Credited as Prince and the Revolution, Purple Rain is regularly included on “Best Of” lists, including Rolling Stone Magazine’s 500 Greatest Albums of All-Time at #76, and Entertainment Weekly‘s New Classics: Top 100 Best Albums of the Past 25 Years, at #1. In 2012, it joined the Library of Congress’ National Recording Registry , for being “culturally, historically, or aesthetically important”.

Amazingly, it lost to Lionel Richie‘s Can’t Slow Down at the 1985 Grammys for Album of the Year, but did win two awards, including Best Rock Vocal Performance by a Duo or Group.

There are plenty of essays and books that feature the history of how Purple Rain was created, including Alan Light’s Let’s Go Crazy. In 2009, SPIN Magazine published a cover story for the 25th anniversary that featured an oral history of the making of the film with the Revolution and director. It’s a pretty great read. Check it out…here!

Below is fan upload of the eight-minute version of “Computer Blue.” It was shortened to 3:59, from its original twelve minutes, for the 1984 release. (I can’t even begin to explain the emotions I feel when the breakdown kicks in at 2:30 on the LP version. For the extended, it’s 3:18).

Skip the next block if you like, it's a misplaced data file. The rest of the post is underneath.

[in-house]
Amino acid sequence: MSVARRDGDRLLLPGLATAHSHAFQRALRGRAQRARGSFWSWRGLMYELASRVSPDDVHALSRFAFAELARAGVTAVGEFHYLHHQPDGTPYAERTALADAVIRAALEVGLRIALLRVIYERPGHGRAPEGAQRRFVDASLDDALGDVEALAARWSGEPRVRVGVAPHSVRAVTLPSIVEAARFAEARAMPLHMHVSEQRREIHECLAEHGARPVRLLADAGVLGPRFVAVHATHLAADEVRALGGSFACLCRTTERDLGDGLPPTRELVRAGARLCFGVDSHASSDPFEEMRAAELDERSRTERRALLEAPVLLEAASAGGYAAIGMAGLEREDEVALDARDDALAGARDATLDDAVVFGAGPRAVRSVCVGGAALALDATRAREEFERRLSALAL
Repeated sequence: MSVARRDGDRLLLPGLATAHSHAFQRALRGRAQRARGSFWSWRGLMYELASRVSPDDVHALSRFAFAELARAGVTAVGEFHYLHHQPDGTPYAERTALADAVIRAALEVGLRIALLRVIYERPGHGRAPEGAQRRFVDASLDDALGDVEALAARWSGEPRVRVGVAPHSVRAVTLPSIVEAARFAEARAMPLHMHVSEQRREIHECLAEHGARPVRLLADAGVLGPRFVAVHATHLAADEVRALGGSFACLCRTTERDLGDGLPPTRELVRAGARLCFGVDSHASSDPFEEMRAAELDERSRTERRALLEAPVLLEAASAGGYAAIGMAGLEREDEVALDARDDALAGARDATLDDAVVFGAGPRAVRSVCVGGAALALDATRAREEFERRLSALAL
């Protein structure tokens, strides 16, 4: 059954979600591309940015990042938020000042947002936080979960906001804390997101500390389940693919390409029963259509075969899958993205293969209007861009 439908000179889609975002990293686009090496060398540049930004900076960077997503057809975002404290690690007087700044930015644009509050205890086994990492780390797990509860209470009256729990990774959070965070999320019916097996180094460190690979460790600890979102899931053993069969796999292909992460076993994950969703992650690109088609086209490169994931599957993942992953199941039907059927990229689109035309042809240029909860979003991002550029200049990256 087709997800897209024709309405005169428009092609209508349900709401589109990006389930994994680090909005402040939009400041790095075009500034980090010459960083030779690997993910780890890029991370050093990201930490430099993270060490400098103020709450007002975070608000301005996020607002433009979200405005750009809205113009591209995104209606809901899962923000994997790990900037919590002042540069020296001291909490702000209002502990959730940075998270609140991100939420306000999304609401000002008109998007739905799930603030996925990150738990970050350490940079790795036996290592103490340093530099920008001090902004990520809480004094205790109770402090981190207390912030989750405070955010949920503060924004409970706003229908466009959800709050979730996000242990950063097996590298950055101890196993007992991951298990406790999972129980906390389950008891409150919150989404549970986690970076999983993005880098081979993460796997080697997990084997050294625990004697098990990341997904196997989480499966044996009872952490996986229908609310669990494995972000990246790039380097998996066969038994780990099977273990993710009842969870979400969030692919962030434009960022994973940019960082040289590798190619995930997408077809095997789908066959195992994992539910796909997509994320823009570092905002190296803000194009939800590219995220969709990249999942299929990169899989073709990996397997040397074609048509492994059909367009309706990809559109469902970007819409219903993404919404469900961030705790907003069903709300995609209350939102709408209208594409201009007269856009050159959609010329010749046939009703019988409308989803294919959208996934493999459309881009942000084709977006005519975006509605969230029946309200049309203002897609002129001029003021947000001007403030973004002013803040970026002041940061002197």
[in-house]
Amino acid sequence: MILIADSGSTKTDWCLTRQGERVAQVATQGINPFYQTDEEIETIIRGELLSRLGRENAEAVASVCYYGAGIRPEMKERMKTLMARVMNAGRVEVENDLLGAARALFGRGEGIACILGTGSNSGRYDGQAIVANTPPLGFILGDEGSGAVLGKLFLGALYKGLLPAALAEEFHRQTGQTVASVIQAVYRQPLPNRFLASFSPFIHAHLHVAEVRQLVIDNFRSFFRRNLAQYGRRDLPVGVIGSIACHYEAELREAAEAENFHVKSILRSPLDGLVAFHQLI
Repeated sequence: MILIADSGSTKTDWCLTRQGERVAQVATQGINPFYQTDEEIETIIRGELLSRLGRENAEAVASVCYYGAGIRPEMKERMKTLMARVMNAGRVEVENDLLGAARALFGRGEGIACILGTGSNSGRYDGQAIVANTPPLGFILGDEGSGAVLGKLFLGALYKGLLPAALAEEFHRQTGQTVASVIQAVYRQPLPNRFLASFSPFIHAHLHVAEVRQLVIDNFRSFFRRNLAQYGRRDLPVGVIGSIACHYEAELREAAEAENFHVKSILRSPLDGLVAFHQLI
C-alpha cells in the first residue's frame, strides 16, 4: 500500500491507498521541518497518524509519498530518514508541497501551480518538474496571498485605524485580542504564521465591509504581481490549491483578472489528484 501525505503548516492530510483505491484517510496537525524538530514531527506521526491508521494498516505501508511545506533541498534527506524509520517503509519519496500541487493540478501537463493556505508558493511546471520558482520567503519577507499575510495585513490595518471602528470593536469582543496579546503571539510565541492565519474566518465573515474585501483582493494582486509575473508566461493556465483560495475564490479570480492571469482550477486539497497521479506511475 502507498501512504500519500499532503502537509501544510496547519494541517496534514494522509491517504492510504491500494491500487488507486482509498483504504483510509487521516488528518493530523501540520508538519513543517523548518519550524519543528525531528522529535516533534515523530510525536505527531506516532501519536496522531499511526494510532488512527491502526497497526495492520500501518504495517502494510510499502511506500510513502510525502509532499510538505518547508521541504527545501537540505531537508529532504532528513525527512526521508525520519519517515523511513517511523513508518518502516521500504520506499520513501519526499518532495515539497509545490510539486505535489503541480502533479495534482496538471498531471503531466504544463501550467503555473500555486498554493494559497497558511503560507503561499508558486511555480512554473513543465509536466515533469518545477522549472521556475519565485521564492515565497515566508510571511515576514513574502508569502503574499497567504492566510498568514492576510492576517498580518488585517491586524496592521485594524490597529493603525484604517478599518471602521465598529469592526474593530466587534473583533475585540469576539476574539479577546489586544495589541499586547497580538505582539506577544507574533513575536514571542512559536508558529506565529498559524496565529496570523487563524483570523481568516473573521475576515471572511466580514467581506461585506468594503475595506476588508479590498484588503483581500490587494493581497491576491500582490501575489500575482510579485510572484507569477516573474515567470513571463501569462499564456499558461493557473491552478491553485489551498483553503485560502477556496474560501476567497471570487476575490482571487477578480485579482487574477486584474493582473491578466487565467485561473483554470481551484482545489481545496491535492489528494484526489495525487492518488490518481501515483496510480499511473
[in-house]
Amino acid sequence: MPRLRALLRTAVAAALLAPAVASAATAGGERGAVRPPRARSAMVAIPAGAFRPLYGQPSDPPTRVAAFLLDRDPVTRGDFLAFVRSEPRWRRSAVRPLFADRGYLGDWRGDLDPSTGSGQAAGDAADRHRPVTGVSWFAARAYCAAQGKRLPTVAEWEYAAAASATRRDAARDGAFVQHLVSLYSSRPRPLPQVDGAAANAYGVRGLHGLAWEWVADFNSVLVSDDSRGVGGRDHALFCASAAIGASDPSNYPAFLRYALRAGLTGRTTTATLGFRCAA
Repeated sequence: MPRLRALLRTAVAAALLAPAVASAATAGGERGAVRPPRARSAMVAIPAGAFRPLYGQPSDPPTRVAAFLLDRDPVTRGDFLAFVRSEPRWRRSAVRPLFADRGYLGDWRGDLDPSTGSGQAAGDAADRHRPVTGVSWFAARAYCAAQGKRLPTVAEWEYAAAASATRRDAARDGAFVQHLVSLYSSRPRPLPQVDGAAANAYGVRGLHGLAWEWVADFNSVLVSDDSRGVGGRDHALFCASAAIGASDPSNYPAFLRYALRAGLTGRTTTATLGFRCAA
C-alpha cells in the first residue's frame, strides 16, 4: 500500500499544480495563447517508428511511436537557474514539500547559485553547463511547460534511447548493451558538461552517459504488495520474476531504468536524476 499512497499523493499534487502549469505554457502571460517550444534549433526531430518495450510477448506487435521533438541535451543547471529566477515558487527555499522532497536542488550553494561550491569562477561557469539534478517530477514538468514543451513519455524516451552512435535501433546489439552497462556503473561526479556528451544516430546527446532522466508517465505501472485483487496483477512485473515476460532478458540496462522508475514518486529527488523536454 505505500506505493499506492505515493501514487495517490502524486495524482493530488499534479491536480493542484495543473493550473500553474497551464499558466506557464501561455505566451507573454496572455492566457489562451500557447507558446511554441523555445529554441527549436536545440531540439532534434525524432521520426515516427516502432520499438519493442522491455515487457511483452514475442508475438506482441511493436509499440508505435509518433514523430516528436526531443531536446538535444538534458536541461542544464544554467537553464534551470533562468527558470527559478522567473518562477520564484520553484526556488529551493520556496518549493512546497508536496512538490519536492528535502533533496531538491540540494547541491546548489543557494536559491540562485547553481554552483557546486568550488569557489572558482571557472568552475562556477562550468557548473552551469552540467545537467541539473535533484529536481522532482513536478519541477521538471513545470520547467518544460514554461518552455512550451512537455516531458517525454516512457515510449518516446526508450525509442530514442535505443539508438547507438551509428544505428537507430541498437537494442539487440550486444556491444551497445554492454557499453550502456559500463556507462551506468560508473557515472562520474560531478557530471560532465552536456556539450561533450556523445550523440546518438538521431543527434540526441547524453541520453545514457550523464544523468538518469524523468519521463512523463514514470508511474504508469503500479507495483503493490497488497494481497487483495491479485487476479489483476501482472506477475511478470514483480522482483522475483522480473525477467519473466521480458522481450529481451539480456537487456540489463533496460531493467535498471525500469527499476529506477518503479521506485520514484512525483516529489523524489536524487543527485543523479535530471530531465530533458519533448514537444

Around the World An A Day

Released 1985

The album that features your favorite worst boss ever, Mr. McGee, Around the World In A Day feels a bit dry after the commotion of Purple Rain. But it’s not a bad album or boring at all. It’s actually one of his most complete works and obtains a likable ease.

Said to be inspired by the late 1960s flower children era and George Clinton (and possibly indirectly, the Beatles, though Prince downplayed the reference in his 1985 Rolling Stone cover story. Nonetheless, he appreciated the band’s Sgt. Peppers time frame), In A Day is remembered for containing the delightful “Raspberry Beret.” “Beret” remains heralded as one of Prince’s finest pop and songwriting moments. But there are some others tracks to note on his album too (such as the title track).

“Paisley Park” is unconventionally wistful for the rocker. It bears the title of what would be his compound just outside of Minneapolis and record label, Paisley Park Records, a subsidiary of Warner Brothers. It was written before the creation of Purple Rain, and as Alan Light revealed in his retrospective review, so were two other In A Day songs.

“Pop Life” is another clear highlight, but despite the airy use of the bass guitar, it lyrically confronts the issues of everyday people and does so in a tone that crossfaded between sarcastic and defeated:

“What’s the matter with your life
Is the poverty bringing U down?